From the Frontlines: Lessons learned during the pandemic

David T. Lee, P.E., Vice President, Virginia Asphalt Association

Anybody Home?
Entering a typical asphalt company’s main office, one commonly finds a modern, relatively conventional place of business. Once a bustling place of significant activity, these facilities are now nearly silent throughout the almost empty halls. Today, only a handful of staff members typically occupy these relatively large buildings designed for far more, causing us to ask ourselves, “Is this the new normal?” Fortunately for the construction industry, work has continued through the pandemic and, while certainly not without some COVID-19 related challenges, for the most part, work has progressed with limited direct impact.

Teleworking Works
Most will have to admit that much of the construction industry considered teleworking, a term relegated to other sectors. This work arrangement was seldom applied to this industry. From the beginning of the pandemic, the asphalt industry quickly learned that, to successfully function through these trying times, the ability to embrace this “new” working arrangement was critical. While an adjustment period was necessary for everyone to figure out how to best implement these changes, once in place, not only did the industry find that work continued, but in some cases, efficiency actually improved. Clearly, managers could trust their employees to accomplish their work without hovering over their shoulders. Jerry Short, President of W-L Construction and Paving, stated it well when he said, “One thing we have learned from the pandemic is a lot of the administrative office staff are getting work accomplished more efficiently because they don’t have the sideline interruptions typically found in an office atmosphere.”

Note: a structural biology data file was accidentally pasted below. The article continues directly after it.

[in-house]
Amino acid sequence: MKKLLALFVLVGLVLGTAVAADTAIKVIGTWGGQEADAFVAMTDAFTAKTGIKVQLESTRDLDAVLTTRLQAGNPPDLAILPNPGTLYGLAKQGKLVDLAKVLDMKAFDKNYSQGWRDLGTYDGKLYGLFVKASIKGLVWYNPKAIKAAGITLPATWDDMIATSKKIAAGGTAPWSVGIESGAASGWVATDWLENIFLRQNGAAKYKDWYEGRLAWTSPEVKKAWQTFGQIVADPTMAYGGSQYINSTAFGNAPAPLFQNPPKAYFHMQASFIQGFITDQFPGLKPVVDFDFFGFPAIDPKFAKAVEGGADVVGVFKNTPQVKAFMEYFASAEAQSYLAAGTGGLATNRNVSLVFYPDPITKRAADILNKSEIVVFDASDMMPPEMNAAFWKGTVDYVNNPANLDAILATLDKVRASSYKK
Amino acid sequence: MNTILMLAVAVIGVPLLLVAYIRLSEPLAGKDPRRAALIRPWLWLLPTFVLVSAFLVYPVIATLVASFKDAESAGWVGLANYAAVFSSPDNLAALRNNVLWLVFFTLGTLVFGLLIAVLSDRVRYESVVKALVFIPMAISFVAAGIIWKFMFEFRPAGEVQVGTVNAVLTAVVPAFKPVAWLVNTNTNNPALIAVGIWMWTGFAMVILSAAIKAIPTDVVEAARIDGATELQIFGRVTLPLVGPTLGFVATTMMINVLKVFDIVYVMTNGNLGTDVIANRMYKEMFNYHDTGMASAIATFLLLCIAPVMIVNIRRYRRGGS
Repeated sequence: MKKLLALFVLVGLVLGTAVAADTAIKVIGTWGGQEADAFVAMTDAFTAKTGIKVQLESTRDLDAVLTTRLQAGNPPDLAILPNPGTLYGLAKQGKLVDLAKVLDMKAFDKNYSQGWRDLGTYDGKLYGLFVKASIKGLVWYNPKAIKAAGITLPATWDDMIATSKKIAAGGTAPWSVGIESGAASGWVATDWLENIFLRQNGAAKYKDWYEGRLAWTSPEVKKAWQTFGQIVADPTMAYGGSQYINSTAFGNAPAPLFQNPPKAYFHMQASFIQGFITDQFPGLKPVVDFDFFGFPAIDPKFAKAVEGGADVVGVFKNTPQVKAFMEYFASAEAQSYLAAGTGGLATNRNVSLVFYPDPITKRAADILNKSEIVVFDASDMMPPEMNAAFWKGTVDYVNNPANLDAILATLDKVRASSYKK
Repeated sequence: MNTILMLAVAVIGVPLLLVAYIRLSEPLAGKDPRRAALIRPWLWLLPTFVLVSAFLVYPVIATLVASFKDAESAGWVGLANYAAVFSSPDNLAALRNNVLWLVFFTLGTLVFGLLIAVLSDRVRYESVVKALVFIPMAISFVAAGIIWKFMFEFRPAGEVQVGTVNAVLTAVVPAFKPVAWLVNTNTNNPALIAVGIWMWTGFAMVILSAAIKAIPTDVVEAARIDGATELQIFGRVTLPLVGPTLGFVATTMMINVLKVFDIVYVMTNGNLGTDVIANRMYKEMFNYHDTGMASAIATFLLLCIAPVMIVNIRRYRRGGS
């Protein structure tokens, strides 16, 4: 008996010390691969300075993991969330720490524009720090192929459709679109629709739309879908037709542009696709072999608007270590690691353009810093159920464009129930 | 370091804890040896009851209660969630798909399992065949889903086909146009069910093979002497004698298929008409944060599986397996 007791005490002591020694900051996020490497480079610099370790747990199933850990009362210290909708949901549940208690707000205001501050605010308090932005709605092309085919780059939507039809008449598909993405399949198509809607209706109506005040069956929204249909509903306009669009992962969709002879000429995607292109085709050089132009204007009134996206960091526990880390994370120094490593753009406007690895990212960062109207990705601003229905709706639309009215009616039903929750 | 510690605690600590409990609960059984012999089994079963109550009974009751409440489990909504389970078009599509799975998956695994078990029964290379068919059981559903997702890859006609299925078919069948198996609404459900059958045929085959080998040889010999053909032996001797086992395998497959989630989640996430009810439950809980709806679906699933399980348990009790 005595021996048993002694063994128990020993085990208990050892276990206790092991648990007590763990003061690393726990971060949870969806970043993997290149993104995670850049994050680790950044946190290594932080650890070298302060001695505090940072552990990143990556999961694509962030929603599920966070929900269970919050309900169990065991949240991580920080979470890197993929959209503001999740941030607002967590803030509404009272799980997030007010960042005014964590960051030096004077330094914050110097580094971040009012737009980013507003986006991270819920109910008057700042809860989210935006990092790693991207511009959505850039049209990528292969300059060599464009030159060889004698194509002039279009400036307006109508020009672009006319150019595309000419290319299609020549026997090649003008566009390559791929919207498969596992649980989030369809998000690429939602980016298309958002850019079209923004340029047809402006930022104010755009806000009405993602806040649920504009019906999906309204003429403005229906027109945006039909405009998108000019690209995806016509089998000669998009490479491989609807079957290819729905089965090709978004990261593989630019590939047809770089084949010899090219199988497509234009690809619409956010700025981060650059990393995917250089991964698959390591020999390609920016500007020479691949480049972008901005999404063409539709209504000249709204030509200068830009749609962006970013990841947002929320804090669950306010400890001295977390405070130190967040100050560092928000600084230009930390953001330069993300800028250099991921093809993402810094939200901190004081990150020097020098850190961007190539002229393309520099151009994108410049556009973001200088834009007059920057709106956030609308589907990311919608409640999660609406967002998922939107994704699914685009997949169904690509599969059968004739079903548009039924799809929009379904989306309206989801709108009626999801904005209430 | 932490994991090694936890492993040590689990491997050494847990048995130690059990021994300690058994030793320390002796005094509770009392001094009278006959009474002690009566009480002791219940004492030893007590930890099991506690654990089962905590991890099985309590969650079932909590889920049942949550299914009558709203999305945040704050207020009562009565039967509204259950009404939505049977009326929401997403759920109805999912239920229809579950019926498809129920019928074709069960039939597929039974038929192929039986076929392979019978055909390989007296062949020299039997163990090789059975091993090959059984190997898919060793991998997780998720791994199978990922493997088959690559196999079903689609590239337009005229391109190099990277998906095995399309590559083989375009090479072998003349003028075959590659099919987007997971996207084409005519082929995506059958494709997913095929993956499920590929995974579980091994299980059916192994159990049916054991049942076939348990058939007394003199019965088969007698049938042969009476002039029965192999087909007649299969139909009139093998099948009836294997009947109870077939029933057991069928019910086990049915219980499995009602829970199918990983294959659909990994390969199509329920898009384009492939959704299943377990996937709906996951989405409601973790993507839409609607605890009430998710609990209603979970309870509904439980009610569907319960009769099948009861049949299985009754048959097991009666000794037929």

Before e-ticketing.
After e-ticketing.

Lines of Communication Change